Joe Jaworski made his filing for SD11 today. From the press release:
"Voters want positive change, not more of the same," Jaworski said. "They know we can do better if we have more leadership and less partisanship. I'm ready to meet that challenge."
Jaworski filed his campaign paperwork in Austin as a candidate in the SD-11 Democratic primary scheduled for March 4, 2008.
"The stakes are too high in Texas to allow our public policies to continue to be hijacked by narrow special interests," Jaworski said. "Let's not settle for the thought that things could be worse. Let's demand that things be better."
Polling shows that Jaworski's opponent, a 20-year Austin political veteran, is in a vulnerable position with a year to go before the general election. The survey of 400 likely voters, conducted by Hamilton Campaigns on October 27-29, found that fewer than one-third of voters in SD 11 approve of the incumbent's job performance and that the race is statistically tied -- 48 percent to 44 percent -- with Jaworski polling a full 20 percent higher among independent voters.
A former three-term member of the Galveston City Council, Jaworski earned a reputation for insisting on strict financial accountability to hold the line on new taxes while safeguarding vital services. First elected in 2000, he was re-elected in 2002 and then again in 2004 as Mayor Pro-Tem. He stepped down in May 2006 under the city's term limits law.
In 2005, Jaworski helped lead the team that faced Hurricane Rita and won praise for his role in that region's emergency preparation and response to the devastating storm.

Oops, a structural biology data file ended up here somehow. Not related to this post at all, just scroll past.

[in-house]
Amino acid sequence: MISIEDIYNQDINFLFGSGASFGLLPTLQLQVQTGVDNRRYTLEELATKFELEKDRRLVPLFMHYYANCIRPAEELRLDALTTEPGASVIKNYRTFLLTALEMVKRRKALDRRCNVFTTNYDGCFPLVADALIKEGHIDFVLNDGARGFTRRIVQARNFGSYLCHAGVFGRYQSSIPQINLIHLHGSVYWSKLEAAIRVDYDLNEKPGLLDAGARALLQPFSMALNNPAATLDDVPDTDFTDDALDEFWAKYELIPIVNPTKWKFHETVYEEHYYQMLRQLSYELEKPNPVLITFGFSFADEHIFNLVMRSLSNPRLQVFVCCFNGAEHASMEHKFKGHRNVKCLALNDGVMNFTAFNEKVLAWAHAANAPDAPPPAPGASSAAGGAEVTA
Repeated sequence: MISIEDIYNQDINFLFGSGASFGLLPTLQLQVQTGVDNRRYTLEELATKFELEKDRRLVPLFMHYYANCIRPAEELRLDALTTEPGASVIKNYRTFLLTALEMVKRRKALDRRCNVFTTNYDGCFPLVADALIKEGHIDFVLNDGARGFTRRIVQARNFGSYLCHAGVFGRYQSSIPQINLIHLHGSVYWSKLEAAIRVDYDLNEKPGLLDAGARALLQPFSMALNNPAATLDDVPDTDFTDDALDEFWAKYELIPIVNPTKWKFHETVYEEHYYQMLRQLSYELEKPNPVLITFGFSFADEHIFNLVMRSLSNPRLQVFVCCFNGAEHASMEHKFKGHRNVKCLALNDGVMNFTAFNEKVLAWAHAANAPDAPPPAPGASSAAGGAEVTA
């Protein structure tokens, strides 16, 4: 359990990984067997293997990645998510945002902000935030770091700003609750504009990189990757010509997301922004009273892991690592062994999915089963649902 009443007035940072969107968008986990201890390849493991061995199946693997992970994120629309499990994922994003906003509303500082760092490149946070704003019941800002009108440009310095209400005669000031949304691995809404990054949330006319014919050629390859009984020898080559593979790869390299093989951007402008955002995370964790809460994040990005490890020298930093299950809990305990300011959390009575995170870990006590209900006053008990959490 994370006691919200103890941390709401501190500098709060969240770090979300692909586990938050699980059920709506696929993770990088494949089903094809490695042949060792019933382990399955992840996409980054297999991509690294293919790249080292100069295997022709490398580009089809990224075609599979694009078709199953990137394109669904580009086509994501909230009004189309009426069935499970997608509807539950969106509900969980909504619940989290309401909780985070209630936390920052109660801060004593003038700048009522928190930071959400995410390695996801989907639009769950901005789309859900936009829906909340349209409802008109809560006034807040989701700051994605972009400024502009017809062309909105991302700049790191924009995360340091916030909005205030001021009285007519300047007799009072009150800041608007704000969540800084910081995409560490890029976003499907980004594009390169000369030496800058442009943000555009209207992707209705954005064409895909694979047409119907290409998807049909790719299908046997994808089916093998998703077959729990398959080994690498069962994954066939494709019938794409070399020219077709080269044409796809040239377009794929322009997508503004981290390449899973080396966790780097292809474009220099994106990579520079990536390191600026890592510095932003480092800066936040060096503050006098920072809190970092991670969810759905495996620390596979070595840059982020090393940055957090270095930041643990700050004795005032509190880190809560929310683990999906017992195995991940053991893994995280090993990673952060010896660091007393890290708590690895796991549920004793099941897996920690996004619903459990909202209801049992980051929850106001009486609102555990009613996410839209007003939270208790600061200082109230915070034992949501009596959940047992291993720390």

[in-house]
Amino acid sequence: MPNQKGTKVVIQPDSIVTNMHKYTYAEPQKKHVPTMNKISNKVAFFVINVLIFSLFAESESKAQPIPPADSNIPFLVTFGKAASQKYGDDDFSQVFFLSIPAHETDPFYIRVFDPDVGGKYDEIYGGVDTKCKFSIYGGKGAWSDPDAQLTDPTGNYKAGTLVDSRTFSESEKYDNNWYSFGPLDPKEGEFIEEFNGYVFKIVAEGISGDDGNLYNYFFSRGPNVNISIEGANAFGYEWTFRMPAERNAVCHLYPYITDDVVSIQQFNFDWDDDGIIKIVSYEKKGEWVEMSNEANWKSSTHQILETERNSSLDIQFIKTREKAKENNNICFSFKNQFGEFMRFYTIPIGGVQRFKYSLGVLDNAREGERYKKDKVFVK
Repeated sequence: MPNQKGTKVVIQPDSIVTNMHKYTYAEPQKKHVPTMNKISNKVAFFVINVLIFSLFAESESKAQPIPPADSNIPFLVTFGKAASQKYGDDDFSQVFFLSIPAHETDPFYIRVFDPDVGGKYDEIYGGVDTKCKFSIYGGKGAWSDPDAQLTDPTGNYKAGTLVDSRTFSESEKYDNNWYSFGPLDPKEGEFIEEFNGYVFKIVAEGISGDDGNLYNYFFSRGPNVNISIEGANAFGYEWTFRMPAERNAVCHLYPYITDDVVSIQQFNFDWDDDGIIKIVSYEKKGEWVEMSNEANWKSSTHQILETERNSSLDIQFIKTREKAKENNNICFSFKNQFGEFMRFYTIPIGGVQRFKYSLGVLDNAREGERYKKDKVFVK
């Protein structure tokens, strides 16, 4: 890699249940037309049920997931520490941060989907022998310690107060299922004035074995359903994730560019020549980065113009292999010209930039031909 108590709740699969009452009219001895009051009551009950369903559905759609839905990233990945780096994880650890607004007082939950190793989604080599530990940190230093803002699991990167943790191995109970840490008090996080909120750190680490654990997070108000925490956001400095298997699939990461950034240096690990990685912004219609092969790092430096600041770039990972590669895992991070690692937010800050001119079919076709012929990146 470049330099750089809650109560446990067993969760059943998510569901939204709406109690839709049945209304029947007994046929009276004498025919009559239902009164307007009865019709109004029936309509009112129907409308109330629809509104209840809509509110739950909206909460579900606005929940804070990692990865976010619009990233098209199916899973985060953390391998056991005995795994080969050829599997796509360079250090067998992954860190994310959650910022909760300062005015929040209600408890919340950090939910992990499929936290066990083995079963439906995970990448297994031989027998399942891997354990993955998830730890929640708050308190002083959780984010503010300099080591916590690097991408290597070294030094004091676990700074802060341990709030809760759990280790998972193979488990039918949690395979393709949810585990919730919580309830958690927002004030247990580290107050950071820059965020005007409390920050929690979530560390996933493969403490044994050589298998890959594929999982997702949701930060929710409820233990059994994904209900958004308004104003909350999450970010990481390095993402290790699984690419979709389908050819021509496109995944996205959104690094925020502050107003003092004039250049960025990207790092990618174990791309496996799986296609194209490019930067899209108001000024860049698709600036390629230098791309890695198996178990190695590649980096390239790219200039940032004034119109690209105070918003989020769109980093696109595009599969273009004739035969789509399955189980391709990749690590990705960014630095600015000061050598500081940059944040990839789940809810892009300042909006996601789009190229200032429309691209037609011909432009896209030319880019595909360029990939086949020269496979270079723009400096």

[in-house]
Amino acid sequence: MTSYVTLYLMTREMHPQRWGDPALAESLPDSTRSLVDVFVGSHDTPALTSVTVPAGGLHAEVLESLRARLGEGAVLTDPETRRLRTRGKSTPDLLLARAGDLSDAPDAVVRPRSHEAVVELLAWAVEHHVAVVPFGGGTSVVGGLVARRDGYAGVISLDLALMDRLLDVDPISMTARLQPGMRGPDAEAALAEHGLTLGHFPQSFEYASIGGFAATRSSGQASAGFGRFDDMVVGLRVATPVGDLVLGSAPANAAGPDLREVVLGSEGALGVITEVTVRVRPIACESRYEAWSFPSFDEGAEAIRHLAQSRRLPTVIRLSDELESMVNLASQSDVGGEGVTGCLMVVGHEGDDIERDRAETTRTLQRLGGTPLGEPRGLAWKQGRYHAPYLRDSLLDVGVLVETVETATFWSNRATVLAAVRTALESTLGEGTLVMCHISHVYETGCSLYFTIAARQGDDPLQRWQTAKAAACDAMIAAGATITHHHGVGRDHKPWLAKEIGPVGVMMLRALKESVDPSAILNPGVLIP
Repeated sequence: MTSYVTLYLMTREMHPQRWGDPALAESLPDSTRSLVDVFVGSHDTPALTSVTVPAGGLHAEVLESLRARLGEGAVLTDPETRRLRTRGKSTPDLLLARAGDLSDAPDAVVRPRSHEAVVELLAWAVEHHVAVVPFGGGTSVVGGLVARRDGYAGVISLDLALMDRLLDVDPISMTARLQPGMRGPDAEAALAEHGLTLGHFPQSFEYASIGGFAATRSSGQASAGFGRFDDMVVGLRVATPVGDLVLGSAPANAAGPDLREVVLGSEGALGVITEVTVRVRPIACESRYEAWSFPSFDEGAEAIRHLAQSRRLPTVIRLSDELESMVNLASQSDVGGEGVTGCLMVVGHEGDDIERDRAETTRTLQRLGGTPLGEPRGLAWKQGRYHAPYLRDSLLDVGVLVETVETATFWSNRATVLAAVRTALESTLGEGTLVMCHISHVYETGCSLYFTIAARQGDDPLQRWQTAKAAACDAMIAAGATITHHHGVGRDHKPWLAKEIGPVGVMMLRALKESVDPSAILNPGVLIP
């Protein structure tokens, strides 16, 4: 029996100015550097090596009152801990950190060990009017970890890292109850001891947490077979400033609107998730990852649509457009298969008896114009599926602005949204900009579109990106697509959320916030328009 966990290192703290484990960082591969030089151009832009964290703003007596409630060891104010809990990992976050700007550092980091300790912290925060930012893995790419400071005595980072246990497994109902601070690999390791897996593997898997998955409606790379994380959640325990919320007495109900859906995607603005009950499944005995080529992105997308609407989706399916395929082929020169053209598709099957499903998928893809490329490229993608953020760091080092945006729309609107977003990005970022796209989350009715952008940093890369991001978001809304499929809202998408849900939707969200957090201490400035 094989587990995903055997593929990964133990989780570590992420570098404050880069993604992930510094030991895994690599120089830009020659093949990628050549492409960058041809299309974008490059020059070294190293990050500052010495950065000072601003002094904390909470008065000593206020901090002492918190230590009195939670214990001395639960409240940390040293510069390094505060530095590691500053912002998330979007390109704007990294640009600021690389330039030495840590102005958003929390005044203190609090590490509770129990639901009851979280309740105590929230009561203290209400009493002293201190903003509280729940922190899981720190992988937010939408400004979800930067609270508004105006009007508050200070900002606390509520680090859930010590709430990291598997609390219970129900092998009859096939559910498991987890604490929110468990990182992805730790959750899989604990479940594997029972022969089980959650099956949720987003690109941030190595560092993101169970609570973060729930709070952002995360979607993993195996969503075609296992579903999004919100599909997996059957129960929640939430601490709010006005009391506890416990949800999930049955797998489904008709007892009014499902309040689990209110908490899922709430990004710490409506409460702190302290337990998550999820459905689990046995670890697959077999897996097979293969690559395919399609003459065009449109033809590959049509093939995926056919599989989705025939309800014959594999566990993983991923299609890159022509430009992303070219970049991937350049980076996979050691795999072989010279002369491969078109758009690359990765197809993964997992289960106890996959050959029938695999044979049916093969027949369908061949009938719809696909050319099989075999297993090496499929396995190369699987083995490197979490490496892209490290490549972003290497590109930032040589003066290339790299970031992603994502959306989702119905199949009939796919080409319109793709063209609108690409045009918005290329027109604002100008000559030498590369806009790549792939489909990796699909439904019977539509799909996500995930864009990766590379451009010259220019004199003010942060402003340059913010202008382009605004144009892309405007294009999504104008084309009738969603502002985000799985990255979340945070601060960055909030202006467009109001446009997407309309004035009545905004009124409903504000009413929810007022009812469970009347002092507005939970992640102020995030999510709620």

Jordan, a veteran civil defense attorney and past member of the Texas Association of Defense Counsel, noted a serious backlog in cases at the state's highest court. "They are failing to do their work as the backlog in cases has reached record levels."
Jordan, who currently presides over the 160th District Court in Dallas, is Board Certified in Civil Trial Law - a certification earned by less than 2% of Texas Lawyers.
"When the system is broken, the responsibility must fall on the leader," Jordan noted, explaining his decision to seek the Chief Justice position. "I am running for Chief Justice because this Court has lost its way. Instead of upholding the law, it is advancing an ideology," Jordan added, referring to a recent study released by a University of Texas law professor that criticized the court for routinely exceeding its Constitutional authority, ignoring the role of juries, and using the bench to make policy instead of deciding questions of law.
Jordan, who first presided over the 44th District Court in Dallas, was a partner with the firm Shannon, Gracey, Ratliff & Miller before returning to the bench. In 2006, he won election to the 160th District Court. In amending his filings with the Texas Ethics Commission, Jordan also reaffirmed his intention to voluntarily comply with the Judicial Campaign Fairness Act.